White House officials say President Trump based his decision to fire FBI Director James Comey on Tuesday on the "clear recommendations" of Deputy Attorney General Rod Rosenstein and Attorney General Jeff Sessions.
In a memo released Tuesday evening, Rosenstein sharply criticized the FBI chief, saying he mishandled the final stages of investigation into Democratic presidential candidate Hillary Clinton's treatment of classified State Department emails. The firing was needed to restore public confidence in the agency, Rosenstein concluded.
At the heart of the criticism: Comey's various public pronouncements about the investigation during the heat of the 2016 presidential campaign. On July 5, Comey held a news conference in which he said no charges would be filed against Clinton. But on Oct 28, Comey announced that the probe had been reopened to examine newly discovered emails. Then, two days before before election, Comey once again weighed in, saying the department still was not recommending charges against the former secretary of State.
Here are key points in Rosenstein's memo:
1. "The FBI's reputation and credibility have suffered substantial damage, and it has affected the entire Department of Justice. That is deeply troubling to many department employees and veterans, legislators and citizens."
2. "I cannot defend the director's handling of the conclusion of the investigation of Secretary Clinton's emails, and I do not understand his refusal to accept the nearly universal judgment that he was mistaken. Almost everyone agrees that the director made serious mistakes; it is one of the few issues that unifies people of diverse perspectives."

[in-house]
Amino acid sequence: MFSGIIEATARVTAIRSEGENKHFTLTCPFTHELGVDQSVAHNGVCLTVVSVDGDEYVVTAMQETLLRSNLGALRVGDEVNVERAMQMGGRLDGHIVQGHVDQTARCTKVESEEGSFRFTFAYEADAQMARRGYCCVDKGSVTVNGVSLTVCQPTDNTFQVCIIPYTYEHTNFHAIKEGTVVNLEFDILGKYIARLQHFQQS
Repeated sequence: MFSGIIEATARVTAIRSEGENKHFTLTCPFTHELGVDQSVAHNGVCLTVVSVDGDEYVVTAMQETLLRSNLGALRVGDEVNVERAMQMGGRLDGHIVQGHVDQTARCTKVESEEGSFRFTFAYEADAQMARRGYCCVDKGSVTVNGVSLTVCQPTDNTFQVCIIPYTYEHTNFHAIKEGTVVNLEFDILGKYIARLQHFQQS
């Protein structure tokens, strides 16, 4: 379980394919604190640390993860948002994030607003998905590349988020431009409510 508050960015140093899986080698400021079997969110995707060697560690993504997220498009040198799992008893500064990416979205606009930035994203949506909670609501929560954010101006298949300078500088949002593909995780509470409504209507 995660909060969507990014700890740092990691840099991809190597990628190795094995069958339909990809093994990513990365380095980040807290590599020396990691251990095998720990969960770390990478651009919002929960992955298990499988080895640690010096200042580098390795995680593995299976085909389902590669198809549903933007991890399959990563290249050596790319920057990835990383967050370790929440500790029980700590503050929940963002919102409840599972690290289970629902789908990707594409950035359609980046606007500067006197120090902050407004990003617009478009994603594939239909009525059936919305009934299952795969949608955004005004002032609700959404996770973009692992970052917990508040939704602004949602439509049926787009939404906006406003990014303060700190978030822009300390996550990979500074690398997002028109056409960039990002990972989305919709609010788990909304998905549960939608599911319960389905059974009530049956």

3. "The director was wrong to usurp the Attorney General's authority on July 5, 2016, and announce his conclusion that the case should be closed without prosecution. It is not the function of the director to make such an announcement. At most, the director should have said the FBI had completed its investigation and presented its findings to federal prosecutors."
4. "Compounding the error: The director ignored another longstanding principle: We do not hold press conferences to release derogatory information about the subject of a declined criminal investigation."
5. "Although the president has the power to remove an FBI director, the decision should not be taken lightly. I agree with the nearly unanimous opinions of former department officials. The way the director handled the conclusion of the email investigation was wrong."